First Law of Thermodynamics internal energy function, $U$, exists that is a state function.

That is, $dU$ is an exact differential.

  • Both mechanical work and heat have units of energy,
  • But neither one is path independent: It is usually the case that$$\oint \delta Q \neq 0,$$ and $$\oint \delta W \neq 0.$$

The hypothesis of energy conservation

  1. We suspect that there is a unique, total energy, $E$, for any system (that is to say, it's a state function),
  2. The total energy $E$ includes: kinetic energy, potential energy, internal energy ($U$), chemical energy, plus other forms of energy,
  3. When heat $\Delta Q$ is added to a system, or when the system performs work $\Delta W$, the total energy, $E$, of a system changes according to: $$dE = dE_{\rm pot} + dE_{\rm K.E.} +dU+dE_{\rm chem} +...= \delta Q - \delta W.$$
  4. It's possible to do work and/or transfer heat to a system with no changes in the non-$U$ forms of energy: K.E., potential, chemical, etc. When this is the case, we say the internal energy changes according to: $$dU = \delta Q - \delta W.$$


$\delta Q \gt 0$ means that heat energy flows in to the system,

$\delta W \gt 0$ is the work that a system does on its surroundings, so this is an energy flow out of the system.

We write the change in internal energy as an exact differential because it is this particular combination of inexact differentials is exact, that is $$\oint dU =\oint\(\delta Q - \delta W\) = 0.$$

"Random" motion

The "kinetic energy" of an object or container of atoms only depends on the speed of its center of mass, $v_{\text{CM}} $. And yet we know that the atoms in the object/container are also in motion...

We shall see that $T\propto \text{KE}_\text{ave}$.

A portion of what we mean by "internal energy" is the kinetic energy of these atoms.

Play around with this gas property simulator to see how either heat or doing work on the system can cause the atoms to speed up.

For a monatomic gas, it is a pretty good approximation that *all* the internal energy is in the form of kinetic energy of the atoms. And under these circumstances, $U\propto T$ alone. [See problem 3.7]

What other kinds of internal energy might there be besides the kinetic energy of the atoms?

Equivalence of mechanical work and heat

Joule's experiment (right) measured the equivalence of mechanical work and heat. In what sense?

The system of water at right is insulated, so no heat can flow in ($\delta Q=0$). All the mechanical energy $\delta W_{\rm dis}$ is dissipated in the water. So the dissipative work must have gone towards changing the internal energy. $$dU = -\delta W_{\rm dis}.$$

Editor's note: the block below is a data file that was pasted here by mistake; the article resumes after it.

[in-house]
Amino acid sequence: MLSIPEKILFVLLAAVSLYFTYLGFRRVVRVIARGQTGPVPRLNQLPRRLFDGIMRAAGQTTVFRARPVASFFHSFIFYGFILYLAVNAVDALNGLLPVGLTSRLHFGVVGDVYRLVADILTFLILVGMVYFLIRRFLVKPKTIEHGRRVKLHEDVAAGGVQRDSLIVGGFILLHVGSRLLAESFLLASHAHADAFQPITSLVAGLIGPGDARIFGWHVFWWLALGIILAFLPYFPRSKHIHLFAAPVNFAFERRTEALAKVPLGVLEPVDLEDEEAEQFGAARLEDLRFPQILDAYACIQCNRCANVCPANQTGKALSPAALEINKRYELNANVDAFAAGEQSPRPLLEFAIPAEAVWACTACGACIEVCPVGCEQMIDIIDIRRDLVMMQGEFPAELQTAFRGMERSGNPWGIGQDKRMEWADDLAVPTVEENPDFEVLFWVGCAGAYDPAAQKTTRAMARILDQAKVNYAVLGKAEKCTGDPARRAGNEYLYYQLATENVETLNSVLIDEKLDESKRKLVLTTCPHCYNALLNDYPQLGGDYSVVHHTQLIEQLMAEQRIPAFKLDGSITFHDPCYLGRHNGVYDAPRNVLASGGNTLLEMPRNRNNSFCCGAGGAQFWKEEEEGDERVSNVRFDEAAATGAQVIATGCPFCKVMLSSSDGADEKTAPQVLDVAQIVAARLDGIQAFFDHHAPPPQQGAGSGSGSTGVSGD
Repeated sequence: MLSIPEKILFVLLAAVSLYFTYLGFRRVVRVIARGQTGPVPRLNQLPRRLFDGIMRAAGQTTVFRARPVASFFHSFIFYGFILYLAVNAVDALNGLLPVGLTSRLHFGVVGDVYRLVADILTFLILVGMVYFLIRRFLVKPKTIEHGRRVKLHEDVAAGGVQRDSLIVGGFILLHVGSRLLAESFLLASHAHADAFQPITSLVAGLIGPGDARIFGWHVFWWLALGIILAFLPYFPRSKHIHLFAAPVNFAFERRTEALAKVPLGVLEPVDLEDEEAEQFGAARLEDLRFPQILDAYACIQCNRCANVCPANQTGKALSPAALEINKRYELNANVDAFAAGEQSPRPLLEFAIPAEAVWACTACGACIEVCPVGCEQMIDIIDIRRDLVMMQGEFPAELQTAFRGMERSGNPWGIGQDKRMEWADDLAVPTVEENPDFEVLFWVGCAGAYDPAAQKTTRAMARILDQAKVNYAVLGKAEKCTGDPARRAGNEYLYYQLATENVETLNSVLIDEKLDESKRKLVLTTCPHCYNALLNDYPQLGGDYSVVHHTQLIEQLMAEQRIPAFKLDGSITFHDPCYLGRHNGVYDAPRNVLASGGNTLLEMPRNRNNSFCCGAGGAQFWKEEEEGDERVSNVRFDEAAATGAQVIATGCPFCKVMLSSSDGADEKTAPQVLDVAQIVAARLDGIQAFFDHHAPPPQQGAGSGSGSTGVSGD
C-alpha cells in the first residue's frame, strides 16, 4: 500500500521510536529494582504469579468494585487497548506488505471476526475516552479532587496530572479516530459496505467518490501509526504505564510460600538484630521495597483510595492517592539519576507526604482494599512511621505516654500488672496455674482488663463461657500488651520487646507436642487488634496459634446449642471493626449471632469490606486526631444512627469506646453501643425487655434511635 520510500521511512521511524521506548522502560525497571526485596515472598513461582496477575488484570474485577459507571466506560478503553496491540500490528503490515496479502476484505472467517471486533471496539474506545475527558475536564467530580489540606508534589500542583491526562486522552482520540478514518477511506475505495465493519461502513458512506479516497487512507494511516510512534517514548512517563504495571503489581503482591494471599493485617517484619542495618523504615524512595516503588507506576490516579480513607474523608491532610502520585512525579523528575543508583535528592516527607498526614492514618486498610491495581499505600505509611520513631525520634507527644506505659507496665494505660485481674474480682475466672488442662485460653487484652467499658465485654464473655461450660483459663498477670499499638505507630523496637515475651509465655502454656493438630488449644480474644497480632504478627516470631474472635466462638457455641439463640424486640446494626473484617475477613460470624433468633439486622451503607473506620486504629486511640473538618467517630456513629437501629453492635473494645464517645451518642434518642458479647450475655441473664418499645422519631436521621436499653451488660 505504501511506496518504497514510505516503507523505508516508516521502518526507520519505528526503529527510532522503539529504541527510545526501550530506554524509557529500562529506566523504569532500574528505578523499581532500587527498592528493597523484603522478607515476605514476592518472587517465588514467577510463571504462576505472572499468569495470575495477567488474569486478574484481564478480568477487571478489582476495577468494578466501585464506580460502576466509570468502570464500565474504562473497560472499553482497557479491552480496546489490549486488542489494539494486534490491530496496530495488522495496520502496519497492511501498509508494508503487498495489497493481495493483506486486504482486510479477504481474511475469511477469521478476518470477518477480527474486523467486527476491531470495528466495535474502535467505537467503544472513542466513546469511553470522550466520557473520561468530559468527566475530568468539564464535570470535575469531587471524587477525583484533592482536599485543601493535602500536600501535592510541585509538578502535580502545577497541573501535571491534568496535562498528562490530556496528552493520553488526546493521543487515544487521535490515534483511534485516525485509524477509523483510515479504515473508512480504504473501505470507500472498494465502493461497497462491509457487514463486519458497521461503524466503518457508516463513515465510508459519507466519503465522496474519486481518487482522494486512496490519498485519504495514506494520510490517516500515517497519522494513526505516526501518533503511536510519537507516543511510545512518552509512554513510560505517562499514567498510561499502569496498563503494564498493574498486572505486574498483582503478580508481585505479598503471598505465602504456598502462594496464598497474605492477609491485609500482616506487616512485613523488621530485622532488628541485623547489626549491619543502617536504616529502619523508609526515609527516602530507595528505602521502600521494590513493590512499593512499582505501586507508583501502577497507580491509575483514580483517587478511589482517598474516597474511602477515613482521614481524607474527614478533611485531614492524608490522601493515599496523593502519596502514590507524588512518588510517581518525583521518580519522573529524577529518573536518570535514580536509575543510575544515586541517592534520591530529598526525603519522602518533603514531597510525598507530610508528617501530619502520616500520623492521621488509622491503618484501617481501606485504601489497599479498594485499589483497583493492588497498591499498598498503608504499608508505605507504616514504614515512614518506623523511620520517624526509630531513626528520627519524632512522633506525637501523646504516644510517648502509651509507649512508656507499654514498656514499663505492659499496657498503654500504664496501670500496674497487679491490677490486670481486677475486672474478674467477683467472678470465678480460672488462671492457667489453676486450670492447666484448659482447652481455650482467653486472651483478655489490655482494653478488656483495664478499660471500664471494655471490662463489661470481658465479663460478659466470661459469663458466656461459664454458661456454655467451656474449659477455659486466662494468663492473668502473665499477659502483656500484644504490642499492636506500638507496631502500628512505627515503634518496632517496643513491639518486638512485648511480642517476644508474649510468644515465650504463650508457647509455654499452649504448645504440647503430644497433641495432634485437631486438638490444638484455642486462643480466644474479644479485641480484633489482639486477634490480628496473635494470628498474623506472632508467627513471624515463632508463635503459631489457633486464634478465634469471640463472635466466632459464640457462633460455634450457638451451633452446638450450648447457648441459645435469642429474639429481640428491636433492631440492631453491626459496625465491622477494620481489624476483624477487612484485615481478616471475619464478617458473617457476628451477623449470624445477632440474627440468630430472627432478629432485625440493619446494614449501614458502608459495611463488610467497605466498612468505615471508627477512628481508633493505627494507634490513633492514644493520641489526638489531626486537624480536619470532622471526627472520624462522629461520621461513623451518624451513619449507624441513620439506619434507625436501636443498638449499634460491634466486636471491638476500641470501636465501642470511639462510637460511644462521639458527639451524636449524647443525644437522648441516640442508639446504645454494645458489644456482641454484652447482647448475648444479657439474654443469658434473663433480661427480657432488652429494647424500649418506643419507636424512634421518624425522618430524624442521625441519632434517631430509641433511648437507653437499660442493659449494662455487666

On the other hand, the same change in internal energy could be brought about by isolating the system mechanically and only supplying heat. $$dU = \delta Q$$

So, with these restrictions, a certain quantity of dissipative work, or that same quantity of heat energy will always change the system in the same way.

Problem 3.8

A gas is contained in a cylinder fitted with a frictionless piston, and is taken from the state $a$ to the state $b$ along the path $acb$. In all, 80 J of heat flowed into the system, and the system did 30 J of work.

a.) How much heat flows into the system along $adb$ if the work done by the gas is 10 J?

Adiabatic work is path independent

Normally, the amount of work to get from one state to another depends on the path taken.

But now imagine some adiabatically isolated system such that no heat can enter the system: It can only interact mechanically with its surroundings. Since $\delta Q=0$, the first law says for this particular case $$dU = -\delta W_{\rm ad}.$$

The work done by the system along one of the paths in the diagram shown is... $$\int_{\mathcal P} \delta W_{\rm ad} = -\int_{\mathcal P} dU = -\Delta U.$$

Since $U$ is a function of the thermodynamic state, it is path independent, so the adiabatic work for any process is path independent.

This also gives us a means of measuring changes in internal energy, by measuring the adiabatic work done.

Unfortunately, an adiabatic path does not necessarily exist between any two randomly chosen points.

When should work done on a system should be considered work and when it should be considered heat? (E.g. electrical work)

  • Depends on system definition.
  • Work done ultimately boils down to being able to lift a weight.

Problem - Carter 3.7: Two kilomoles of a monatomic ideal gas are at a temperature of 300 K. The gas expands reversibly and isothermally to twice its original volume. Calculate (a) the work done by the gas; (b) the heat supplied. (For such an ideal gas, $U\propto T$ alone, so $\Delta U=0$ in an isothermal process).